Supreme Court reinstates streamlined permitting for pipelines, but not for Keystone XL project
Bloomberg Law – July 6
The U.S. Supreme Court on Monday reinstated a streamlined permitting program, known as Nationwide Permit 12 (NWP12), for pipelines across the country, except for the embattled Keystone XL project. The Trump administration and industry parties are challenging a Montana lower court’s ruling barring the use of the NWP12 fast-track permitting program for pipelines at the Ninth Circuit Court of Appeals, and asked the Supreme Court to revive the permitting process while that appeal is pending. The decision is a relief for developers working on other pipelines but means prolonged delays for the TC Energy Corp. Keystone XL project, set to move oil from Canada to the U.S.
Endangered California condors in Sequoia National Park for the first time in 50 years
Los Angeles Times – July 8
For the first time in nearly 50 years, California condors have been spotted at Sequoia National Park, wildlife officials announced. The majestic scavengers, the largest land birds in North America, with a 9.5-foot wingspan, once inhabited areas stretching from California to Florida and Western Canada to Northern Mexico. They were listed as endangered in 1967 by the federal government, according to the U.S. Fish and Wildlife Service. Researchers say lead poisoning is responsible for half of all condor deaths in which a cause is identifiable.
Scientists affirm adequacy of Kern hydraulic fracturing reviews
The Bakersfield Californian – July 6
Lawrence Livermore National Laboratory (LLNL) scientists have signed off on a series of hydraulic fracturing permits in western Kern County, allowing the well-completion technique to proceed after Governor Gavin Newsom put in place new review procedures prompted by environmental concerns and regulatory conflict-of-interest accusations. The permit authorizations disclosed last Friday by California’s Geologic Energy Management Division cover a series of hydraulic fracturing operations that Aera Energy and Chevron have proposed in Belridge and Lost Hills. The governor put in place a de facto ban on new hydraulic fracturing permits in June 2019 and then in November ordered that pending permit approvals be reviewed by LLNL for completeness.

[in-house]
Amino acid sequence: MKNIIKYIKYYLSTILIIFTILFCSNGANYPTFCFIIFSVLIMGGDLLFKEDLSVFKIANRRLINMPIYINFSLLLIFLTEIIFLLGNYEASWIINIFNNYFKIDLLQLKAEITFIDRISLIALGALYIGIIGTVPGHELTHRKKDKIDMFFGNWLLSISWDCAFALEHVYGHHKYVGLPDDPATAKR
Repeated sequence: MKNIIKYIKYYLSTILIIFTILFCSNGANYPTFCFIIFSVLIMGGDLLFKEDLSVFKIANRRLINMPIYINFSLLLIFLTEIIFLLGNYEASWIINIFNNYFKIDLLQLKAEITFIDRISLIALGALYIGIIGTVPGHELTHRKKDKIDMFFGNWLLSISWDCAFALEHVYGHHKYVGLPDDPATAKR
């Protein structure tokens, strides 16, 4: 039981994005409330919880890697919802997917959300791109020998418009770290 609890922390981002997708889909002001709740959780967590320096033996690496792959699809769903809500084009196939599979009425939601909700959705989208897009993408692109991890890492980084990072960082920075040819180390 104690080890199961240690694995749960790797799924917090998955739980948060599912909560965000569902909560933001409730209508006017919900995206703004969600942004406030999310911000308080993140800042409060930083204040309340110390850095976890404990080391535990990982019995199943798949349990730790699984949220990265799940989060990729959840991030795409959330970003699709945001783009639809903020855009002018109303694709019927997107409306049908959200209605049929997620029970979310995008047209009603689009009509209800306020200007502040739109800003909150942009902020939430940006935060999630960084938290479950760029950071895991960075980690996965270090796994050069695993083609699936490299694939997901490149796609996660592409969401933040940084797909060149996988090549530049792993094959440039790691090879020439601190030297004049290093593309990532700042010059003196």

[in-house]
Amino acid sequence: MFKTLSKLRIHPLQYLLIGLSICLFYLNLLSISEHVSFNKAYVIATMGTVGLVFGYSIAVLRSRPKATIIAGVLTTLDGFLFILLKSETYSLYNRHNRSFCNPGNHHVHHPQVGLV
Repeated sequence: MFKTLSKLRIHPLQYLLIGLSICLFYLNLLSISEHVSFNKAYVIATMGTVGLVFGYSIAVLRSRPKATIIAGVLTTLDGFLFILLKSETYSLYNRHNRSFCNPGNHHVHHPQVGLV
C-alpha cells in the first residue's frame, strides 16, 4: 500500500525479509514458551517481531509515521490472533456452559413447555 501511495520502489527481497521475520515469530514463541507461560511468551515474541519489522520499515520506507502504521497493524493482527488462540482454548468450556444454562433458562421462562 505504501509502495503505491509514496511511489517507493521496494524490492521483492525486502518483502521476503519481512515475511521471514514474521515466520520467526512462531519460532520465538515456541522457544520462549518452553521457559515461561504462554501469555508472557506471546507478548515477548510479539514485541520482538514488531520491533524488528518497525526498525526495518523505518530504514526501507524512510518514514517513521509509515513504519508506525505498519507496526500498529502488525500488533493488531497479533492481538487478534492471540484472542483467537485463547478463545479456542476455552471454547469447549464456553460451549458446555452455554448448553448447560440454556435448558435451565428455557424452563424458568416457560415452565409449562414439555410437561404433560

Baja California governor accuses U.S. companies of water theft
The San Diego Union-Tribune – July 4
An independent audit of Baja California’s water agency alleges that former employees of the utility colluded with international corporations to defraud the state of at least $49.4 million, according to an auditor and the state governor. Baja California officials have alleged that local and international corporations — including Coca-Cola, FedEx, and Walmart — for years took water for use in their Mexican factories, retail stores, and distribution centers without fully paying for it. The auditor concluded that some companies also installed their own clandestine drainage systems to illegally discharge contaminated water into Tijuana’s already strained storm drains and canal in order to conceal their illegal water usage. That contaminated water feeds into the Tijuana River, which flows through Tijuana toward the San Diego coast.